As soon as I saw the illuminated steam getting close enough, I climbed onto a lava rock formation so I could get a better view. The steam came from the Svartsengi Geothermal Power Plant, the main reason I was in this area after dark. I had seen some photos of this place on the internet and, as with lots of the pictures I take, decided to have my own attempt at getting some photos. One problem was that this power station produces clouds around the clock, every day of the year, which means it is not visible on satellite imagery or Google Maps. This makes it harder to plan from where to take pictures, especially if you don’t want to put in a lot of effort finding the right angles by walking around on the ground – which is of course what you have to do to get the really good pictures.

Cloud Factory

However, once I saw the power station up close and personal and could see how the wind prevented the steam from drifting upwards, and instead wrapped most of the plant into clouds, I decided it wasn’t really worth the effort. I took some pictures with a long lens from where I was standing so I could capture a bit of the light and how it gave the steam and the different pipes and boilers a dramatic look, like some equipment in a laboratory in hell.

Once I was confident that at least some of the pictures I had were good enough, I decided it was time to embark upon the hour long drive back to my hotel in Reykjavík. There was some sleep I had to catch up on, because I was very stressed out about my bag maybe not arriving at all the night before. While I could have easily replaced most of the contents of that bag, Pentax batteries and chargers were not available in Iceland, a downside of shooting with a less popular camera brand. Lesson learned: next time, I’ll put at least one spare battery and the charger in my carry-on luggage.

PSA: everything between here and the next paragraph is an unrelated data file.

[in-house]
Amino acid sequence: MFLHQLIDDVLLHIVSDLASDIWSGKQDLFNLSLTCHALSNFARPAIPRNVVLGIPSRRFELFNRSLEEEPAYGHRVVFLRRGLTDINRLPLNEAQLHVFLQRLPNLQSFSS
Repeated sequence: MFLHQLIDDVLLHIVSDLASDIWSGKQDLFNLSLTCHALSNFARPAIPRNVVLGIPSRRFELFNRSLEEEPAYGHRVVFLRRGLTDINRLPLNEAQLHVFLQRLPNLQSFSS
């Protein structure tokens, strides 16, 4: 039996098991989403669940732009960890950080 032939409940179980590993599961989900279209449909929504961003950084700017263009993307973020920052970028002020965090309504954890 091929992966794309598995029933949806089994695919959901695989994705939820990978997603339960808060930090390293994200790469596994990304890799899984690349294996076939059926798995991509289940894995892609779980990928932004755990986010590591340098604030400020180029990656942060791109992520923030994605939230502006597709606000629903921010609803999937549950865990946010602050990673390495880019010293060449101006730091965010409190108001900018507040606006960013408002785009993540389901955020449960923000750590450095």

Some more Pictures from Mijas

Well, I didn’t find a picture of a donkey carriage, but I did find one of a horse carriage. Apart from the animal in front, the major difference is that the horse carriages are larger than the donkey carriages. I don’t know how many donkey powers fit into a horse power, but I think horses are better suited for pulling carriages than donkeys.

Horse Carriage

The horse carriages seemed to be really popular with couples and families, but they weren’t popular at all with the drivers of regular cars. Usually, you can’t overtake them in the city because the streets are too narrow, so you have to drive behind them really slowly until either you or they take a different road. Luckily, I only needed to drive down the main street for a very short distance to reach my hotel.

Hotel Mijas

My hotel was the Hotel Mijas, a relatively large four star hotel in the city. I read about hotels in Spain that the 3-star hotels are usually very poor quality and even though I only needed a place to sleep and get breakfast, I decided to get a slightly above average hotel. The hotel looked very nice, both from the outside and inside, designed as I imagine a rural Spanish villa would have looked like about a century ago. And it had free Wi-Fi in the lobby, so I could Skype home and keep publishing new photos on Secret Cologne every couple of days.